Michael Pritchard, director general of the Royal Photographic Society, plots the progress of photography to a fully accepted art form
Photography has gone through profound changes over the past 20 years with the move from silver-halide to digital imaging. No aspect has been left untouched, whether it is the manufacturers and retailers or the professional image-maker and consumer. With the transition there have been casualties but also new opportunities which the industry has exploited and photographers have taken advantage of.
The move to digital has also impacted the style and number of images being made. In 1857, Lady Elizabeth Eastlake wrote about the first time she saw “specimens of a new and mysterious art” which was part of a wider discussion about how far photography could be considered an art rather than a mechanical process.
Photography is now fully accepted as an artistic medium sitting equally alongside the other fine arts. The ascendency of digital photography from the 1980s had the potential to re-ignite the debate that photography was only “mechanical-made”. It did not materialise because of the realisation that digital photography had pushed the boundaries of what was possible creatively and had raised the overall standard of artistic photography.
Making images was and remains a craft. It has simply moved from the wet darkroom on to a computer screen. It needs different skills for transferring an image from the camera on to paper.
The photographer still needs a “seeing eye”, technical ability and to make creative decisions that affect whether an image is just a picture or is elevated to a work of art.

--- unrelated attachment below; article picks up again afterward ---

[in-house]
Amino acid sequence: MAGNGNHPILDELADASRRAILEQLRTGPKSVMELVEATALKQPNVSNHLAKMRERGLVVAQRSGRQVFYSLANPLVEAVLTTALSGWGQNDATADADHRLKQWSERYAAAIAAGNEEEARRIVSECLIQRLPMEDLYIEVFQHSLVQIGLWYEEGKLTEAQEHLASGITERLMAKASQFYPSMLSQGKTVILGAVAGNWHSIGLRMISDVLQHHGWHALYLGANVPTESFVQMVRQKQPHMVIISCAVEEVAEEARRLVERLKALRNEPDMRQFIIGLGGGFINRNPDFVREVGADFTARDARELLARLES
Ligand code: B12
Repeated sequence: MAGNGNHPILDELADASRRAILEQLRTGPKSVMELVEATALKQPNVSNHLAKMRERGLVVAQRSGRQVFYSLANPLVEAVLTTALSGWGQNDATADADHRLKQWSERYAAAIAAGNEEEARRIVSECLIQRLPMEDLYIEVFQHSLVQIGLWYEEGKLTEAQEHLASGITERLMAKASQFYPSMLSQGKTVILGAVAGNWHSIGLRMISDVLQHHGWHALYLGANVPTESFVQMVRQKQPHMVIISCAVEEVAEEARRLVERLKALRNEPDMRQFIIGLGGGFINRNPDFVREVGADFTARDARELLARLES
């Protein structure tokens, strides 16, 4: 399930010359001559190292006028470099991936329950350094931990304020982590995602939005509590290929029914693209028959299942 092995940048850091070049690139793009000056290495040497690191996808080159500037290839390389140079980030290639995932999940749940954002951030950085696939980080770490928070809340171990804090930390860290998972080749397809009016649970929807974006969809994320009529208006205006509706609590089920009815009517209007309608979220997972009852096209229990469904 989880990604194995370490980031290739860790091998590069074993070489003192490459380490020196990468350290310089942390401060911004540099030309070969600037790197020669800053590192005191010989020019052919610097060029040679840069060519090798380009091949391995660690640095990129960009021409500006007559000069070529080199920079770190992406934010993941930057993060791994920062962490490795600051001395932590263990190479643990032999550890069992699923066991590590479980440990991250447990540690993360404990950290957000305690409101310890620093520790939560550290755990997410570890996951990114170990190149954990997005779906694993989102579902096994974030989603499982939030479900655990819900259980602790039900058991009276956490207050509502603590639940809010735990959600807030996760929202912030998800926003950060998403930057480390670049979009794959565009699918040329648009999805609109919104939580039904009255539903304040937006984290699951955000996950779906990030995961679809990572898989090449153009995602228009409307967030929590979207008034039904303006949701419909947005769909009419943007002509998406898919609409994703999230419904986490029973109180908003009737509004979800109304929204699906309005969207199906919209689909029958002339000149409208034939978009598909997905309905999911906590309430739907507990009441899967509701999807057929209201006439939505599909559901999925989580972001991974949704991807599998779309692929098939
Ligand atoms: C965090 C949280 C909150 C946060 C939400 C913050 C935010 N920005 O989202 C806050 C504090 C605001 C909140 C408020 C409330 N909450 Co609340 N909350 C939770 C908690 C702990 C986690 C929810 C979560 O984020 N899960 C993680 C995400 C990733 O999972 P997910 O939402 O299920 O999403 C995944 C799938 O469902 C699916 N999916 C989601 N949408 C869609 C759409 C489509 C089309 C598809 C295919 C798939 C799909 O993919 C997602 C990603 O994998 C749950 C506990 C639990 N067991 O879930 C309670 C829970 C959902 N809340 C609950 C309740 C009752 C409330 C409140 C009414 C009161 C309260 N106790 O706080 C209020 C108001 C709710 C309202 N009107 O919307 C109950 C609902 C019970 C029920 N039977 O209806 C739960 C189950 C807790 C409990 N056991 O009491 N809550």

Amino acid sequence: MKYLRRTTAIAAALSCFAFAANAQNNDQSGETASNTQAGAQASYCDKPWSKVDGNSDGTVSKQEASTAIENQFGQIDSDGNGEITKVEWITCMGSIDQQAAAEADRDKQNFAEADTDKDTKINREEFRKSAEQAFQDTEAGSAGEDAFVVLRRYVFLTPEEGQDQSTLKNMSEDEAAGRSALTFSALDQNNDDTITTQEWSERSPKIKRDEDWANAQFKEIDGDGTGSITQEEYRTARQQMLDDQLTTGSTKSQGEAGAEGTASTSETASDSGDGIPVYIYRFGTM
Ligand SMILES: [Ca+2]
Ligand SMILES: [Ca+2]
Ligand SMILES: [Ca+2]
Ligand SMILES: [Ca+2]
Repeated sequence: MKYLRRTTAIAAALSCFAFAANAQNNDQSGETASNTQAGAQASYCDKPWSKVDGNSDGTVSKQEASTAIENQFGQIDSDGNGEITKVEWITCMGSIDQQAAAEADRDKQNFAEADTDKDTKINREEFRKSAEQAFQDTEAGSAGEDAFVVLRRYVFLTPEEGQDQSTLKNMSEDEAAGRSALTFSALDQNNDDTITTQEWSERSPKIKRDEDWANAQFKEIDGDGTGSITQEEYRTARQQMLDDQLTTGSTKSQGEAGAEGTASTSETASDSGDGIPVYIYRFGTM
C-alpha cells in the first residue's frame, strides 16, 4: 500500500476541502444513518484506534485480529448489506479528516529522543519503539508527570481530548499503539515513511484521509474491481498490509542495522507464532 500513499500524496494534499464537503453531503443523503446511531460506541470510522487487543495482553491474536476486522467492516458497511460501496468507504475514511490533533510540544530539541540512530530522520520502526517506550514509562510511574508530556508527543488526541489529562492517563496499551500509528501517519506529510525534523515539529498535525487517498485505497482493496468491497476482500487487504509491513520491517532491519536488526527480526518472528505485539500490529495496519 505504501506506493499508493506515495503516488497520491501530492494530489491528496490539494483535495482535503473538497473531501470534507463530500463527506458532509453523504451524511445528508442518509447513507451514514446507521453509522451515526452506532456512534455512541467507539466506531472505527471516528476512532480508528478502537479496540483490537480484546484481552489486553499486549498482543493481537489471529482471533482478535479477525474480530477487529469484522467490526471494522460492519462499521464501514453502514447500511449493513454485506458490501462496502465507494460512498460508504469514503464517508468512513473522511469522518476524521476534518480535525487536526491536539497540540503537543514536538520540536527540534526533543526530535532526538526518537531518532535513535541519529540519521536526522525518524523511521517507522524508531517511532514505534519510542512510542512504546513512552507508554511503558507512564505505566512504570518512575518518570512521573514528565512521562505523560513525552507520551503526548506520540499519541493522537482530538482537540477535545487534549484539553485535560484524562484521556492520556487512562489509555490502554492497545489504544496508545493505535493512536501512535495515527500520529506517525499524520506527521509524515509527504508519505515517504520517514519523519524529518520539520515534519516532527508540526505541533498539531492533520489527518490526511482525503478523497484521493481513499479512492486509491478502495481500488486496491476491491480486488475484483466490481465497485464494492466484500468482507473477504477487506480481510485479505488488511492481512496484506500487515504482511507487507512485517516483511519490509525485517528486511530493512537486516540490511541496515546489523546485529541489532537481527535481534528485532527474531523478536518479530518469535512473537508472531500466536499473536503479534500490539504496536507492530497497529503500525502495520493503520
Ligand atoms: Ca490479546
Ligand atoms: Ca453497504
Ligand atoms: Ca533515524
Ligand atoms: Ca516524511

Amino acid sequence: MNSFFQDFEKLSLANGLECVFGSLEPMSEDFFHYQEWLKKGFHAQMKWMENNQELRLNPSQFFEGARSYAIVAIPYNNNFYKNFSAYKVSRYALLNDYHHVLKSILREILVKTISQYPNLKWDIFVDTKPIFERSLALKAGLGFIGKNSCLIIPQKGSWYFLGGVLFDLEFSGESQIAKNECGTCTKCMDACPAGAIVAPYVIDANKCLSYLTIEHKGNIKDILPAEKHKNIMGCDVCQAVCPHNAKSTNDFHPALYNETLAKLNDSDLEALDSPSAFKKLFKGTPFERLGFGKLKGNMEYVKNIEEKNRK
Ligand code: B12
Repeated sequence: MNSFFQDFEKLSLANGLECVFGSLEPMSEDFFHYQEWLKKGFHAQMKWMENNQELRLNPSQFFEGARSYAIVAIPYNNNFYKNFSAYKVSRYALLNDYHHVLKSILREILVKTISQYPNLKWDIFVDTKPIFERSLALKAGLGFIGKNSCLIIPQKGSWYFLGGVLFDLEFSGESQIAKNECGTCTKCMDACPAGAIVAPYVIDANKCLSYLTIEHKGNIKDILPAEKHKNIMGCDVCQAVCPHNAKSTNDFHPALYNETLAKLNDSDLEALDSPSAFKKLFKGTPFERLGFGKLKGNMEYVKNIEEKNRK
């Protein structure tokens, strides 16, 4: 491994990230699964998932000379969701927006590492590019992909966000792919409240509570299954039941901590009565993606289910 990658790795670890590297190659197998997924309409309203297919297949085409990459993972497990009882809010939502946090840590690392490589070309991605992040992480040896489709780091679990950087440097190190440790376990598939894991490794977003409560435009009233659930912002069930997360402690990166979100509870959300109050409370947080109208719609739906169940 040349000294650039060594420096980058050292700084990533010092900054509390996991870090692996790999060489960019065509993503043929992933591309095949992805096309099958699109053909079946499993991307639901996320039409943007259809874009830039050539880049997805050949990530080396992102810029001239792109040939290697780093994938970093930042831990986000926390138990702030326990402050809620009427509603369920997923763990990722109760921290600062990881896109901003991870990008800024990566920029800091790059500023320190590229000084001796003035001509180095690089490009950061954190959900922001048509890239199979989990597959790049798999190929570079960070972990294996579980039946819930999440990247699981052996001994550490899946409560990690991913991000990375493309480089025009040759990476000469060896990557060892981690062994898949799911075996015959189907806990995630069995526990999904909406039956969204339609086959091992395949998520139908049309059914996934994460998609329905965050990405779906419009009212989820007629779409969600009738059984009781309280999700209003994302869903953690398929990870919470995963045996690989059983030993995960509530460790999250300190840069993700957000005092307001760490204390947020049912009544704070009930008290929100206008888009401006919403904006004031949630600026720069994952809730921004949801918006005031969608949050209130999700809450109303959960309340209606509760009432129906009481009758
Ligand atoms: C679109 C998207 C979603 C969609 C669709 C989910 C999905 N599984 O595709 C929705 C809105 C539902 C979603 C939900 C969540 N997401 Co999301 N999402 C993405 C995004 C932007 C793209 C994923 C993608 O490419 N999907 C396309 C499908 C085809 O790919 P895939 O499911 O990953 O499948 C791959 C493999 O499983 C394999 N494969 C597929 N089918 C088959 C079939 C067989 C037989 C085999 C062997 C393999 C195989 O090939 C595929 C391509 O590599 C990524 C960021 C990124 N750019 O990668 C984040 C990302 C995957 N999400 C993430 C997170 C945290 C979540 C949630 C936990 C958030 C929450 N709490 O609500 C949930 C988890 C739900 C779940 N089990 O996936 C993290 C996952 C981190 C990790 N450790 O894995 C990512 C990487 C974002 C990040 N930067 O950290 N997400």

Contemporary photographers may have shifted from analogue to digital but, whether they are making landscapes, still lifes or shooting sport, they still need to visualise a picture and have the practical skills to capture it. For some, the old chemical processes have re-emerged and combined with digital methods to retain the best of both.
Photography is now fully accepted as an artistic medium sitting equally alongside the other fine arts
Photography unquestionably has the ability to produce great art as the auction market, the great collectors and modern patrons of photography, such as The Macallan with Annie Leibovitz, have shown. Lady Eastlake asserted that it was right to “dismiss all mistaken ideas about the harm which photography does to art… simply because it is done cheaper and better in another way”.
Digital photography can be embraced irrespective of whether you are an artist, a commercial photographer or an amateur. How the image is made – by DSLR, camera phone, silver halide or CCD – is less important than its quality and content.
Some things may change but, irrespective of the tools used, photography is all about the image.
The Royal Photographic Society is an educational charity with Royal Charter. Founded in 1853, it exists to promote the art and science of photography through public programmes, regional events and special interest groups. A membership organisation, it is open to anyone with an interest in any aspect of photography. It encourages image-making skills through workshops, exhibitions and distinctions programmes, and showcases new and challenging works as well as the traditional. www.rps.org